Together, we need to build a resilient city that is future-ready.

Climate change.

Climate change is by far the biggest threat to our quality of life. We are now at risk of extreme heat, extreme rainfall, drought, flooding, and unpredictable seasons.

For example, our biggest, one-day rainfalls ever recorded happened in January 2020 and September 2021. That’s not a fluke. We could very well experience the kind of heat waves that recently affected California, Vancouver and Europe.

Cities can fight climate change and our local actions will make a visible difference in our own neighbourhoods. Waterloo needs to urgently build on its climate action strategy.

At council, I will:

- Champion infrastructure that promotes active, public transportation.
- Work to improve zoning, bylaws, incentives and enforcement measures that don’t meet the city’s climate action strategy.

At council, I will:

- Champion a tree bylaw to protect urban green space, and advocate for increased tree planting and naturalization of city properties and parks.
- Advocate for food forests and local biodiversity.

At council, I will:

- Work with the local universities to identify the areas of Waterloo that are most impacted by climate change.

Affordable housing.

This issue of affordable housing was brewing before the pandemic and it’s just gotten worse with our current inflation challenges. Obviously we need more housing supply but it’s not as easy as building a new subdivision or approving a bunch of new towers.

How we choose to use land today will be a blessing or curse for Waterloo’s citizens 20 years from now.

We have to tackle housing and climate at the same time. One of the ways we do that is by integrating our housing and transportation strategy. We have to make it easy and appealing for people to choose to live in dense neighbourhoods.

At council, I will:

- Support nimble approaches to zoning that create new, equitable opportunities for density along transportation corridors.
- Promote housing diversity so that neighbourhoods remain lively, connected places.

At council, I will:

- Champion the co-location of amenities and services that every neighbourhood needs, like outdoor space, health care facilities and grocery stores.

At council, I will:

- Explore incentives for developers who create sustainable and affordable housing options.

Economic recovery & resilience.

Uptown Waterloo has experienced some hardships with years of mainstreet construction followed by pandemic closures. It’s not easy to run a small business in this context. A vibrant Uptown will help recruit new talent to the area, keep families in the core of the city, and support older residents who seek to age in place.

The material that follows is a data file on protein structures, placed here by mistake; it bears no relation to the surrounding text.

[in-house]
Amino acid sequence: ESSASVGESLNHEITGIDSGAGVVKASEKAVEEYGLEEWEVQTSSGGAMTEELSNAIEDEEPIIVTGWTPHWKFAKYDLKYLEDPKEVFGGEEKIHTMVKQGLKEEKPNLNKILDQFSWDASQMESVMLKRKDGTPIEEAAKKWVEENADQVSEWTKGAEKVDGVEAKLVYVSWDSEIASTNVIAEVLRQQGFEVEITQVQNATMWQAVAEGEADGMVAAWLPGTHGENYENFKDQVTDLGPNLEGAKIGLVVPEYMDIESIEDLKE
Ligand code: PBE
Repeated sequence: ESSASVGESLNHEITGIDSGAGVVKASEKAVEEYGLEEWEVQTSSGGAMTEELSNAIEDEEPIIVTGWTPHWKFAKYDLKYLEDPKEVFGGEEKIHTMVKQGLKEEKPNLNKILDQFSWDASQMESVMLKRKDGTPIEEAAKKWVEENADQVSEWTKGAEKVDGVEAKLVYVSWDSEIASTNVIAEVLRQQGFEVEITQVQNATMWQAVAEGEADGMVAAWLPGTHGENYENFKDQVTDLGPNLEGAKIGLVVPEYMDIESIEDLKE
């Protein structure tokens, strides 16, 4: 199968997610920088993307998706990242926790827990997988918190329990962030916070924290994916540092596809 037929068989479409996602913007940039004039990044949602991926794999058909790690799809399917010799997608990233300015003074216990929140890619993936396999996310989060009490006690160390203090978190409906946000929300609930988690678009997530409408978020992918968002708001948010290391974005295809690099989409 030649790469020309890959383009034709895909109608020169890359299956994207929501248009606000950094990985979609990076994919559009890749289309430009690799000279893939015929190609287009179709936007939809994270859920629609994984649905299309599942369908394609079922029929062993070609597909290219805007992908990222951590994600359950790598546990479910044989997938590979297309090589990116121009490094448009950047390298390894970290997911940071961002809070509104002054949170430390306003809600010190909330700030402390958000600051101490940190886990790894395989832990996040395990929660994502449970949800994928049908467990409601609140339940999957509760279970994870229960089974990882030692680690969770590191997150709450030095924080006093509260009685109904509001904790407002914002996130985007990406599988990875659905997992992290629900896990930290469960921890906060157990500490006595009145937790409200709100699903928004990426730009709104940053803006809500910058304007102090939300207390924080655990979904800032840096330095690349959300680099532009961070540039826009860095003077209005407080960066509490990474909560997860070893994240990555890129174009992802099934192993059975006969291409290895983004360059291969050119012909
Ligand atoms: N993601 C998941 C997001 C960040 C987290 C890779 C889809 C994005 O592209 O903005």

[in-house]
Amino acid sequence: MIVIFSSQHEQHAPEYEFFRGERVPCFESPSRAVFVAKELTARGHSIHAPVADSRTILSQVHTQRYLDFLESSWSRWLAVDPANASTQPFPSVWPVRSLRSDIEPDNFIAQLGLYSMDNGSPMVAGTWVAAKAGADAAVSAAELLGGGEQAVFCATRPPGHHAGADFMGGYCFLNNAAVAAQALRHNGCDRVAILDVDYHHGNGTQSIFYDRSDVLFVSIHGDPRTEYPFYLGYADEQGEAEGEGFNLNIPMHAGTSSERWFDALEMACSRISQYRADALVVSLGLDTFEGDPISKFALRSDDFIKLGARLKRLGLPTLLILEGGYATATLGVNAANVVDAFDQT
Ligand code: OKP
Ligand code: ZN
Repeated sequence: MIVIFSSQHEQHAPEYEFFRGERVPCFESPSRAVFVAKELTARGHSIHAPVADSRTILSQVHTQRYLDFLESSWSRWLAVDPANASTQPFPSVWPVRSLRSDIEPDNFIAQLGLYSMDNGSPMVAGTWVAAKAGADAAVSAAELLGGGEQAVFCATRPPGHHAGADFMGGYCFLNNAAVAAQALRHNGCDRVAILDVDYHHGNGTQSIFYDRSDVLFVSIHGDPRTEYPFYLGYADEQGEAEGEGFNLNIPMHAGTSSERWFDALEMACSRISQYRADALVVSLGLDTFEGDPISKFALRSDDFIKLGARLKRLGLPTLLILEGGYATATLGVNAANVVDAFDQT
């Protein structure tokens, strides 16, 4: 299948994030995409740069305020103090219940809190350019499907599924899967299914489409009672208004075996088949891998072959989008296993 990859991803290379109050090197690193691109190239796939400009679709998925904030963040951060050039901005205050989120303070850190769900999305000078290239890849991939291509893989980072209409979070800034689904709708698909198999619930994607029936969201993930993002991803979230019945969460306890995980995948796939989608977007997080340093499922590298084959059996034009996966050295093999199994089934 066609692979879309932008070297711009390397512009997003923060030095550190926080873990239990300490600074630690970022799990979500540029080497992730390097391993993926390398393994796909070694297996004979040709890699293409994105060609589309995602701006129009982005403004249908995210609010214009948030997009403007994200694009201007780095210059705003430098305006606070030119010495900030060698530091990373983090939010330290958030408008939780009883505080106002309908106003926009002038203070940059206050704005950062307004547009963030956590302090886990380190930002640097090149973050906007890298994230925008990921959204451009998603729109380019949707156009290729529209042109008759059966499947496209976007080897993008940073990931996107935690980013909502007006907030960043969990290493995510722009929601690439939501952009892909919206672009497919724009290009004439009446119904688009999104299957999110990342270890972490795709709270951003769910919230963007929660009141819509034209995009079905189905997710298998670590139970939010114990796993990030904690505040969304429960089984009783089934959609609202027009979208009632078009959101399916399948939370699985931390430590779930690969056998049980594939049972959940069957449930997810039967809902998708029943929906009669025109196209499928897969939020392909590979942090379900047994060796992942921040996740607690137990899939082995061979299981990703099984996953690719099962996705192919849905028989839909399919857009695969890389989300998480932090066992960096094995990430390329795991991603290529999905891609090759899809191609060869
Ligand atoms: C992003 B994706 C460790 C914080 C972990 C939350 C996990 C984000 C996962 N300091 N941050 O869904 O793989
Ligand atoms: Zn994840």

At council, I will:

- Support creative approaches that ensure Uptown businesses have what they need to pivot and respond to changing conditions.

At council, I will:

- Champion nimble approaches to filling empty storefronts and recruiting missing amenities.
- Explore incentive structures for anchor tenants.

At council, I will:

- Seek an all-ages-all-peoples approach to place-making across Ward 7.

Youth engagement.

We need young people to take part in local decision-making. Over the last decade, I was involved in a series of projects where global experts worked collaboratively with a cohort of young people to create strategies to solve some of our most wicked problems. We need this sort of approach at the municipal level.

At council, I will:

- Advocate for targeted recruitment of young people between the ages of 18 and 30 for all city committees.
- Seek paid honorariums for students to shadow councillors.

At council, I will:

- Collaborate with local post-secondary institutions and community organizations on civic problem labs.
- Advocate for all-ages citizen science initiatives to support city data collection.

At council, I will:

- Champion the Smart Waterloo Region Innovation Lab and its mission of making this region the best community in Canada for children & youth.

& participatory engagement.

We need to work with people from across the city to envision what our neighbourhoods might look like in the future, and then co-create those visions.

We must depart from top-down approaches and source ideas from across the community.

We have to measure stuff and check our progress against our goals. To do that, we have to first make sure that we’re measuring the right things. And that’s where new kinds of democratic engagement can take root. By diving into what matters with people across Waterloo, it becomes more than numbers: we ground truth our data collection.

And most importantly, we need to invite the people and organizations who are already doing the work to lead.

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© 2022 Wright Ward 7

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